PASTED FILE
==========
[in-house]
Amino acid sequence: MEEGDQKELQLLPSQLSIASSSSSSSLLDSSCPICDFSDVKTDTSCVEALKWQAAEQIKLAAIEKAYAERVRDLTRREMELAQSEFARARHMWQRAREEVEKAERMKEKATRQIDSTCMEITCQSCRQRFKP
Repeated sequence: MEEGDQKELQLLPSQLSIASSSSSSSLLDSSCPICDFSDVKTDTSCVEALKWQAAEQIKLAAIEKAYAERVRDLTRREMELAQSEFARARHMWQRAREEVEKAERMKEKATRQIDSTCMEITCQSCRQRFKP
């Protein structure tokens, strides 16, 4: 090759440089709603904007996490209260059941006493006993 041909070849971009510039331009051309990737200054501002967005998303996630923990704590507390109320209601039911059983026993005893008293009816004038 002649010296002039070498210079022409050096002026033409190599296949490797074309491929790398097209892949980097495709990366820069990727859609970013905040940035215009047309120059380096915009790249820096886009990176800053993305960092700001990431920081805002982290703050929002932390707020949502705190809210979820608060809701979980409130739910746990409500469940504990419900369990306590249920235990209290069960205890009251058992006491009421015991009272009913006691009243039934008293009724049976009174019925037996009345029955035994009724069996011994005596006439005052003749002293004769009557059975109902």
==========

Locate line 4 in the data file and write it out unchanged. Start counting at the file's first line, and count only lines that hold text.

């Protein structure tokens, strides 16, 4: 090759440089709603904007996490209260059941006493006993 041909070849971009510039331009051309990737200054501002967005998303996630923990704590507390109320209601039911059983026993005893008293009816004038 002649010296002039070498210079022409050096002026033409190599296949490797074309491929790398097209892949980097495709990366820069990727859609970013905040940035215009047309120059380096915009790249820096886009990176800053993305960092700001990431920081805002982290703050929002932390707020949502705190809210979820608060809701979980409130739910746990409500469940504990419900369990306590249920235990209290069960205890009251058992006491009421015991009272009913006691009243039934008293009724049976009174019925037996009345029955035994009724069996011994005596006439005052003749002293004769009557059975109902």